‘Mad Max: Fury Road’ is All Kinds of Awesome

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CHICAGO – While “Mad Max: Fury Road” isn’t quite in the same league as director George Miller’s masterpiece “The Road Warrior,” it’s learned all the right lessons from that action classic. It’s a cinematic adrenaline machine that puts the pedal to the metal and rarely lets up.

There’s a similar post-apocalyptic setting this time around with the deserts of Namibia subbing for the Australian outback. Tom Hardy plays Max, introduced as a shaggy-haired loner eating a live lizard and living by survival instincts alone.  But he’s really a supporting player in his own movie.  Charlize Theron is the star of this show as a renegade one armed war general who helps a pack of women escape from an evil warlord who’s using them as his personal baby making machines.  

Tom Hardy
Tom Hardy Portrays the Title Character in ‘Mad Max: Fury Road’
Photo credit: Warner Bros.

From the opening chase where Max is literally held prisoner as a hood ornament on a souped up car driven by a crazy white skinned kid with a death wish, to the fiery finale “Mad Max: Fury Road” just keeps on moving and amazing its audience with “I can’t believe they actually did that” kinds of stunts.

When the “Fast And Furious” movies routinely defy the laws of gravity with their CGI-aided vehicular insanity, there’s something more thrilling about watching what for all intents and purposes appears to be real cars and trucks getting blown up, crashed, smashed, and destroyed in a thousand different ways. At one point Theron nearly gets hit with a motorcycle while in motion and defending her convoy from yet another band of marauding pursuers.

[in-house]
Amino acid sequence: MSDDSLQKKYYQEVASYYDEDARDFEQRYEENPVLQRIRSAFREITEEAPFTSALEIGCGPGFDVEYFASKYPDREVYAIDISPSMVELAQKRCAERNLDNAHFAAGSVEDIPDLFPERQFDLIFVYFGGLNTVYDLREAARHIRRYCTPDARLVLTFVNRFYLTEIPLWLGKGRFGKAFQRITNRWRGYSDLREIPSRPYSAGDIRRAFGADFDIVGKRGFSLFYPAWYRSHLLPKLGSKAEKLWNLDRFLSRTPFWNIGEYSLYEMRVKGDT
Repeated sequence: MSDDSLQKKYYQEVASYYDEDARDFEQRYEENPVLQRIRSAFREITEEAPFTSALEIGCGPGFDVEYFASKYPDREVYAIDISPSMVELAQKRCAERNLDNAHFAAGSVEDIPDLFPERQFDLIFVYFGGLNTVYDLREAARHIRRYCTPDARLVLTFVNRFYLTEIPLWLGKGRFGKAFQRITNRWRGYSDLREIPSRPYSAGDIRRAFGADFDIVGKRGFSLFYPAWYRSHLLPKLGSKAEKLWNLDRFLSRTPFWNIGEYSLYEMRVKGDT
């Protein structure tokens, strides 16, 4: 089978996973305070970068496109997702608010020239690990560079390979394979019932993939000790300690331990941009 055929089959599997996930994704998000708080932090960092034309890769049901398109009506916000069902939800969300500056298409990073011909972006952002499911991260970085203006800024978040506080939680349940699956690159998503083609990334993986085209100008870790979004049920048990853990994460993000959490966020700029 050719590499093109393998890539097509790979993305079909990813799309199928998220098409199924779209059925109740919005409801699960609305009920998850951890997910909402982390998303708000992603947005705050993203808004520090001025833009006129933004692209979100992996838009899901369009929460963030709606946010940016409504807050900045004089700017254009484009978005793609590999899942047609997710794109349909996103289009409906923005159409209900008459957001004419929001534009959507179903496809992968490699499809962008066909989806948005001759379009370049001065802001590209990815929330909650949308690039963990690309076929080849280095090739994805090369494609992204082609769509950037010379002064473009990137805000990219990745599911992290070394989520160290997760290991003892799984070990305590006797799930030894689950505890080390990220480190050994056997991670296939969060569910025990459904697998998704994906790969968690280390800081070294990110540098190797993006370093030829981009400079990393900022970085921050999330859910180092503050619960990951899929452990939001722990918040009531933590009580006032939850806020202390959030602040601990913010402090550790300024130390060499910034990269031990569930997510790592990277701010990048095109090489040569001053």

Hardy is a suitable replacement for series star Mel Gibson. He’s a man of few words and he might actually have fewer words of actual dialogue than Schwarzenegger did in the original “Terminator.” But he lets his expressive eyes do most of his acting – he continually has this look of “what are they going to throw at me next?” – a kind of exasperated improvisation.   

Hugh Keays-Byrne, who played the heavy in the first “Mad Max” film 36 years ago, returns as the villain this time around too. He’s noticeably older, but he’s lost none of the power in his voice hidden behind the series peculiar brand of S and M inspired biker gear, and a clear plastic breast plate covered in medals.  

Charlize Theron
Charlize Theron is Furiosa in ‘Mad Max: Fury Road’
Photo credit: Warner Bros.

While there are hints at tortured pasts and backstories, this movie doesn’t carry along any extra baggage that would slow it down. Miller puts a penchant for vehicular mayhem to good use with one crackerjack, real world stunt sequence after another.

The film’s message of female empowerment is a nice twist, and it freshens things up without getting in the way of the stunts. If I wanted to be picky, I could make some comments about how all the women Charlize Theron is rescuing are played by fashion models in barely-there skimpy outfits which becomes increasingly impractical and ludicrous especially when everyone else is armed to the teeth. But in this case, I won’t let nitpicking ruin a good time.

“Mad Max: Fury Road” opens everywhere on May 15th, in 3D and regular screenings. See local listings for 3D theaters. Featuring Tom Hardy, Charlize Theron, Nicholas Hoult, Hugh Keays-Byrne, Rosie Huntington-Whiteley and Zoe Kravitz. Written by George Miller, Brendan McCarthy and Nick Lathouris. Directed by George Miller. Rated “R”

HollywoodChicago.com contributor Spike Walters

By SPIKE WALTERS
Contributor
HollywoodChicago.com
spike@hollywoodchicago.com

© 2015 Spike Walters, HollywoodChicago.com

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